Eating Out

Dazzled to death in Venice

At last, a truly world-class experience

This article is taken from the June 2024 issue of The Critic. To get the full magazine why not subscribe? Right now we’re offering five issues for just £10.


Like nearly everything else in Venice, Charles Baudelaire’s apartment is available for rent on Airbnb. A lady named Valeria lets it for around £400 per night and though apparently it’s rather poky, it is very handy for the Peggy Guggenheim museum — whose permanent collection features Jackson Pollock’s The Moon Woman, inspired by Baudelaire’s poem, which describes “the fearful goddess, the fateful godmother, the poisonous nurse of all the moonstruck of the world”.

Pollock was never quite as polite as he might have been to poor old Peggy. His picture popped into my head as I was trying to decide between tasting menus at the Nolinski Hotel’s newly-opened restaurant the Palais Royal. Six or nine courses?

In the end I opted for restraint, meaning I didn’t get to try the palate-cleanser on the “Athens to Venice” menu, a combination of lemon, grapefruit and marigold, whose explosive colours had reminded me of the ingrate artist.

Unlike nearly every other restaurant in Venice, the Palais Royal is the real thing. I’ve been a huge fan of the chef, Philip Chronopoulos, since he took over at one of my all-time favourite places, Paris’ Palais Royal, in 2015. Chronopoulos’ two-star pedigree is rigorous old-school, Paul Bocuse-via-Joël Robuchon, but his personal take on haute cuisine is galvanised by references to his Greek heritage, incorporating the humble ingredients of yiayia’s home cooking — chickpeas, feta cheese — to sincere and surprising effect. So I knew the food was going to be gorgeous; what I hadn’t expected was such a theatrically stunning room.

The Nolinski opened in 2023 on the former site of the Venetian stock exchange. There’s a relaxed garden bistro on the ground floor, but to reach the restaurant one ascends along twisting corridors and marble staircases before emerging through velvet curtains into the top-floor amphitheatre. Secret, sexy, glamorous.

The space is as harmoniously eclectic as the city itself: Byzantine loggias concealing plushy banquettes, antique statues mixed with contemporary art, Murano glassware custom made by Berengo, a fabulous gold-balustraded mezzanine, the kind of room that makes you feel famous.

Chronopoulos’ cooking proves equally dazzling. The prices are very steep (€265 for the six-courser, €295 for the nine), but still less than a box at the Fenice and with a considerably better set.

We began with an inspired reinterpretation of a classic Greek mezze plate, including tarama, feta, egg and herbs, the latter a startling chlorophyll-rich take on horta, the wild greens gathered everywhere in Greece. Broccoli with citron and lemon balm then came accompanied by a caviar tartlet as rich and unctuous as the velvet draperies, followed by lobster with peas and lemongrass.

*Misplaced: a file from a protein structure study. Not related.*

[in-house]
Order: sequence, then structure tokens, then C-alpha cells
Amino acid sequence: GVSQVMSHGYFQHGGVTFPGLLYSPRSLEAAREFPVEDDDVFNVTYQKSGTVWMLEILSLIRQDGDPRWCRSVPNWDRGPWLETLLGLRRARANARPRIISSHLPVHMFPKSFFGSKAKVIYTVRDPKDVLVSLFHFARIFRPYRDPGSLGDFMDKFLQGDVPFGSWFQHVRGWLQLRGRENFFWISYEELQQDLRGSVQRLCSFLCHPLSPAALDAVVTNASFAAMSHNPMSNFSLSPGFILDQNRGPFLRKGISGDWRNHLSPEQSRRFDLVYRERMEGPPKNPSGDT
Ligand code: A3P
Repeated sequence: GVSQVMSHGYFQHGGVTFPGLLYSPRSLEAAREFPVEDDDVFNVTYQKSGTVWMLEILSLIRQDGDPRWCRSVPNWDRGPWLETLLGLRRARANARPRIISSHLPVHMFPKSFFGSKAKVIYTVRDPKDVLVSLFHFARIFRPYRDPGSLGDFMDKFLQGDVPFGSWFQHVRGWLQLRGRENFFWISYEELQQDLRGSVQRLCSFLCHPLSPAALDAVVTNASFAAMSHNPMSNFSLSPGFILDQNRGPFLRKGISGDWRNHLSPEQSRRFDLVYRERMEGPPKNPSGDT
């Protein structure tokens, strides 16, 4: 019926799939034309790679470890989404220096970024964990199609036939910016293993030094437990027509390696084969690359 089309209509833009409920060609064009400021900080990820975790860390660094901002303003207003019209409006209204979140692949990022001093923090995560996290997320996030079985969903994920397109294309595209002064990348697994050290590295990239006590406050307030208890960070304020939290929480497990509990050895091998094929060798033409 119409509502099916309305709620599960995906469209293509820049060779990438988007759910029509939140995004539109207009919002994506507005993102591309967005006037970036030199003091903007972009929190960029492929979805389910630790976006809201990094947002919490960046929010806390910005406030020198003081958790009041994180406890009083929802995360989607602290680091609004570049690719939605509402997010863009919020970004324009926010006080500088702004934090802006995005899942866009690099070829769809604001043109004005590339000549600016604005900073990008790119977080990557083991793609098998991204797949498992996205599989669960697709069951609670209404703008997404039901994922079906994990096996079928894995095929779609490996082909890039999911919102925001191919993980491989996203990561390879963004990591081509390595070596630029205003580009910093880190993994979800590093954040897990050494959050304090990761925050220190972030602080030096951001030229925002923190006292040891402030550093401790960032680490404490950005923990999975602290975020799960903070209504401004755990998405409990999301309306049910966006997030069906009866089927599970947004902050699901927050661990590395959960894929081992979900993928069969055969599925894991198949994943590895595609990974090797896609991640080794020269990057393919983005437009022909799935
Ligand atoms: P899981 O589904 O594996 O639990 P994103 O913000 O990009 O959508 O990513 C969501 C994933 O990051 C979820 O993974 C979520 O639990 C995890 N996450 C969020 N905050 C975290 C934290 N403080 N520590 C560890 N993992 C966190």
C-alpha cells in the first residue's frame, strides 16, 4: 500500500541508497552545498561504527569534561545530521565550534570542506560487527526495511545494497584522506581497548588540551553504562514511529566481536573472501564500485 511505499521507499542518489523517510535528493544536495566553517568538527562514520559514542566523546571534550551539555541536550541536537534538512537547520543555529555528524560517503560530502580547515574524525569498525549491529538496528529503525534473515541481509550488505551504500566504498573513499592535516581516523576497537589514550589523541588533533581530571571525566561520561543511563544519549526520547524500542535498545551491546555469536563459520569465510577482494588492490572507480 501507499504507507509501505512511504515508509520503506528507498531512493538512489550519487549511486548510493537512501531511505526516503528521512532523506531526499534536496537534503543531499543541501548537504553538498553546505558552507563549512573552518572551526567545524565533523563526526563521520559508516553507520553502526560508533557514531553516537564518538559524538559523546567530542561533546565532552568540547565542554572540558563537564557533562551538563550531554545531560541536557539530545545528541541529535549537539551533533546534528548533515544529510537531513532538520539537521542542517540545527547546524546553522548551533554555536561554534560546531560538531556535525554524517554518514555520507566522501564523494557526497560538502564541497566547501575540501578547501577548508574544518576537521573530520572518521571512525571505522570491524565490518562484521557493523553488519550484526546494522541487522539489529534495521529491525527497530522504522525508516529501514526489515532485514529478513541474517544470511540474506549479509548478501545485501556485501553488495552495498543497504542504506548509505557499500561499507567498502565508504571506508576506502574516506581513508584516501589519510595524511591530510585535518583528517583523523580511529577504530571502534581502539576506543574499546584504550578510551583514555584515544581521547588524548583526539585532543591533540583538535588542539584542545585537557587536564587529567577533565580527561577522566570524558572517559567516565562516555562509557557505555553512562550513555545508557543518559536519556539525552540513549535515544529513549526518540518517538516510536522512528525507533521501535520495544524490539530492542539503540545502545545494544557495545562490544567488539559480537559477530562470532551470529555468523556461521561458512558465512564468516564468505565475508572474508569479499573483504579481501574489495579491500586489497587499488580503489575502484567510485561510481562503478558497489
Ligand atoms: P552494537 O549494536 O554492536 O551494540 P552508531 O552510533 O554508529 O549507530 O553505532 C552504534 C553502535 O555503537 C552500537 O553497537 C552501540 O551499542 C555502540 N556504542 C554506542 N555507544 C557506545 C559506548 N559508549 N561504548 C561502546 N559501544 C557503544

Whilst executed with thoroughly French aplomb, this felt a very Venetian dish, like tasting the salt breeze in the orchards of Sant’Erasmo on a spring evening. Veal with rhubarb, onion and mustard was a fascinatingly successful combination, the sharp fruit elevating the delicate meat to a long finish boosted by the allium undertone.

Two pudding courses (hurrah!), a baba of coffee with a quivering Doge’s cap of fragrant mascarpone and yoghurt with Peloponnese honey and cinnamon formed a polished finale, but curiously, this is not food for greedy people.

Chronopoulos is concerned with flavour, not satiety; he cooks for the imagination as much as the palate, in an alchemical investigation of the possibilities of what Baudelaire called “nature’s pharmacy”. Having said this, I do want to go back for the full monty, which features John Dory with saffron and kefir, lamb with artichoke and oregano and the aforementioned marigold twist on modernism.

In Palais Royal, Venice has been finally gifted a truly world-class restaurant, and it would be refreshing if the competition woke up to the fact that slopping out woolly fish and sickly Bellinis has been underwhelming their frustrated customers for years (I’m looking at you, Harry’s Bar).

Palais Royal’s wines are a similar reminder of the overpriced mediocrity of many Venetian offerings. Instead of the standard greasy Ribolla Gialla, I tried a glass of Pouilly-Fuissé, all heartbreaking freshly-mown grass, and a stupendous claret which put the tinny pinot noirs one usually encounters this side of the Alps to shame.

It’s not that Italian wine is bad; it’s just that French is so very much better. Again, the list here is not for the faint-hearted, but given their quality, the suggestions by the glass are more than reasonable.

Panna cotta à l’amande

Seeking a phrase to encapsulate the restaurant’s atmosphere, Baudelaire turned up again. The author of the decadents’ handbook Les Fleurs du Mal is not renowned as a food writer, but in his third preface to the volume, Baudelaire drew the analogy between poetry, painting and cuisine since each is capable of expressing the full range of human feeling, from beatitude to bitterness.

Wine, he claims, can be eaten as much as drunk; a truffle is as thrilling for its provenance in time and space as its taste. The art is not entirely the object, but its synaesthetic qualities. Hence Matisse choosing the title for his radical 1904 canvas Luxe, Calme et Volupté from Baudelaire:

“Here, there is nothing but order
and beauty,
Luxury, peace and pleasure.”

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